Play Live Radio
Next Up:
Available On Air Stations
Utah News

New Wireless-Charging Bus Could Be 'WAVE' of the Future

Ryan Cunningham

Utah State University spinoff company WAVE Technologies showcased a first-of-its-kind technology in North Logan on Thursday. A fully-electric bus was shown backing into a very special parking spot, and once parked, the bus's battery was recharged wirelessly from a charging pad embedded in the ground below.

WAVE CEO Wesley Smith says this innovation will allow buses to become more feasible.

"You essential pay about fifty cents a gallon of gas equivalent for your fuel instead of $3.00 or $3.50 for diesel. In most urban environments, these electric buses powered by WAVE technology are cheaper than their diesel or CNG counterparts."

The WAVE bus's wireless power device was perfected at Utah State's Energy Dynamics Laboratory, which stands to share in any profits of the company.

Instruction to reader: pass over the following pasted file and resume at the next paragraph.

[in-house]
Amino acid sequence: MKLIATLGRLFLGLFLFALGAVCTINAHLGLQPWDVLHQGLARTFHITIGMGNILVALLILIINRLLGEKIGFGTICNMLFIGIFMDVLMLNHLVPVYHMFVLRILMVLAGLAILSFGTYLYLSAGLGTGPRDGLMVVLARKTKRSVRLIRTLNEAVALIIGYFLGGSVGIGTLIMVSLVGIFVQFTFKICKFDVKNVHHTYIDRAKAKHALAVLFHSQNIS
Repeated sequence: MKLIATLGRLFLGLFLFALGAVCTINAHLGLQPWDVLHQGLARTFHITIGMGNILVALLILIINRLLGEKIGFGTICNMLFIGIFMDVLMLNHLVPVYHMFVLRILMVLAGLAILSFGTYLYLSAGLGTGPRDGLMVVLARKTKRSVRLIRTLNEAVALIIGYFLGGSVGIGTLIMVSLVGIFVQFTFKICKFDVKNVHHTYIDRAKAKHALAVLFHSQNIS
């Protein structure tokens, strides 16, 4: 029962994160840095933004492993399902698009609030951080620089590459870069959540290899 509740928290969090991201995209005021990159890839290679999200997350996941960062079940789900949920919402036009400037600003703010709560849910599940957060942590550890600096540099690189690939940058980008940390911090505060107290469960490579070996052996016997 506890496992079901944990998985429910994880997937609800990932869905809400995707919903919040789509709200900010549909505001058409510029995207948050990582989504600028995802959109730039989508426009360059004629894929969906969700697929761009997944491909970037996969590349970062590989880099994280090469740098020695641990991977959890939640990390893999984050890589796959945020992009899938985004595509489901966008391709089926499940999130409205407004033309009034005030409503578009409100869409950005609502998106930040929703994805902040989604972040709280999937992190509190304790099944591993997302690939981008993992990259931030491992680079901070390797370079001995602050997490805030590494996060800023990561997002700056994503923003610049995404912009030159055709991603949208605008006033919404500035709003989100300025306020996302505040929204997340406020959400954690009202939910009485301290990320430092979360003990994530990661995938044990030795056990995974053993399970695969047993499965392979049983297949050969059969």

WAVE's Chief Science Officer Hunter Wu has been working on this project since its conception, and he's excited to see it come together.

"I've been researching the wireless power transfer technology, actually, for about a little more than six years now, and the first time when some of these WAVE guys and commercial enterprises came to me and asked me, "We're gonna try to do something real and get this on a bus," as an engineer, I was so happy to see this technology where it is today, and where it'll be in the future."

The demonstration bus will be put into regular use at Utah State next semester. The University of Utah has  also ordered a forty-foot bus, and the city of Monterrey, California, hopes to replace their diesel-powered trolleys with electric trolleys.